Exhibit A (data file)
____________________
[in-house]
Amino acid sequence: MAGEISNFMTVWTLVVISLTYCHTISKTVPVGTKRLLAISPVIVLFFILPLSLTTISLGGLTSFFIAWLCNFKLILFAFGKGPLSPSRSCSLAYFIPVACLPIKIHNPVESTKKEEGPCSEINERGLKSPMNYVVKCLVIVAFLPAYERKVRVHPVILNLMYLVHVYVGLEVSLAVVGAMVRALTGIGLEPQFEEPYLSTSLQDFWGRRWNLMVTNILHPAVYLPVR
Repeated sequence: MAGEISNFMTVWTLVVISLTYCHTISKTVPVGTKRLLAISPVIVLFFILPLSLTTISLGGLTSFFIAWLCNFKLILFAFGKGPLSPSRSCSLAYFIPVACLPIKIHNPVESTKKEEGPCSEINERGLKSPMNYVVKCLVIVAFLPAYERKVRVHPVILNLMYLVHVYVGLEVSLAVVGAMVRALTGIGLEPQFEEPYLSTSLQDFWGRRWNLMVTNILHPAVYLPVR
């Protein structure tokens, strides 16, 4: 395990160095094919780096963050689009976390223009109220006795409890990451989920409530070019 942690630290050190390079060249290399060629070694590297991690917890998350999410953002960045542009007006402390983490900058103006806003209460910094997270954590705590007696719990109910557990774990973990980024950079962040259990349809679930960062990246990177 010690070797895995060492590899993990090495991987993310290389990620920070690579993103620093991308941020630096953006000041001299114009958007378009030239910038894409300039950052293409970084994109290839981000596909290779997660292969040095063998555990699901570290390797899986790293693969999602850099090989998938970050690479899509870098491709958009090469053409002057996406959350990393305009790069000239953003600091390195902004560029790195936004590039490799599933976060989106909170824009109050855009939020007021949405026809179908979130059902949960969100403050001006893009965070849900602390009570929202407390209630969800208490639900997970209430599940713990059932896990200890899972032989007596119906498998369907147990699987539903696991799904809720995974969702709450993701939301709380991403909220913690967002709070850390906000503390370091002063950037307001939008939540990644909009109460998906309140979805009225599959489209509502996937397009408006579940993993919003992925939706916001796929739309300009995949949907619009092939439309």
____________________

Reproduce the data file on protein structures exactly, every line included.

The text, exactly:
[in-house]
Amino acid sequence: MAGEISNFMTVWTLVVISLTYCHTISKTVPVGTKRLLAISPVIVLFFILPLSLTTISLGGLTSFFIAWLCNFKLILFAFGKGPLSPSRSCSLAYFIPVACLPIKIHNPVESTKKEEGPCSEINERGLKSPMNYVVKCLVIVAFLPAYERKVRVHPVILNLMYLVHVYVGLEVSLAVVGAMVRALTGIGLEPQFEEPYLSTSLQDFWGRRWNLMVTNILHPAVYLPVR
Repeated sequence: MAGEISNFMTVWTLVVISLTYCHTISKTVPVGTKRLLAISPVIVLFFILPLSLTTISLGGLTSFFIAWLCNFKLILFAFGKGPLSPSRSCSLAYFIPVACLPIKIHNPVESTKKEEGPCSEINERGLKSPMNYVVKCLVIVAFLPAYERKVRVHPVILNLMYLVHVYVGLEVSLAVVGAMVRALTGIGLEPQFEEPYLSTSLQDFWGRRWNLMVTNILHPAVYLPVR
């Protein structure tokens, strides 16, 4: 395990160095094919780096963050689009976390223009109220006795409890990451989920409530070019 942690630290050190390079060249290399060629070694590297991690917890998350999410953002960045542009007006402390983490900058103006806003209460910094997270954590705590007696719990109910557990774990973990980024950079962040259990349809679930960062990246990177 010690070797895995060492590899993990090495991987993310290389990620920070690579993103620093991308941020630096953006000041001299114009958007378009030239910038894409300039950052293409970084994109290839981000596909290779997660292969040095063998555990699901570290390797899986790293693969999602850099090989998938970050690479899509870098491709958009090469053409002057996406959350990393305009790069000239953003600091390195902004560029790195936004590039490799599933976060989106909170824009109050855009939020007021949405026809179908979130059902949960969100403050001006893009965070849900602390009570929202407390209630969800208490639900997970209430599940713990059932896990200890899972032989007596119906498998369907147990699987539903696991799904809720995974969702709450993701939301709380991403909220913690967002709070850390906000503390370091002063950037307001939008939540990644909009109460998906309140979805009225599959489209509502996937397009408006579940993993919003992925939706916001796929739309300009995949949907619009092939439309």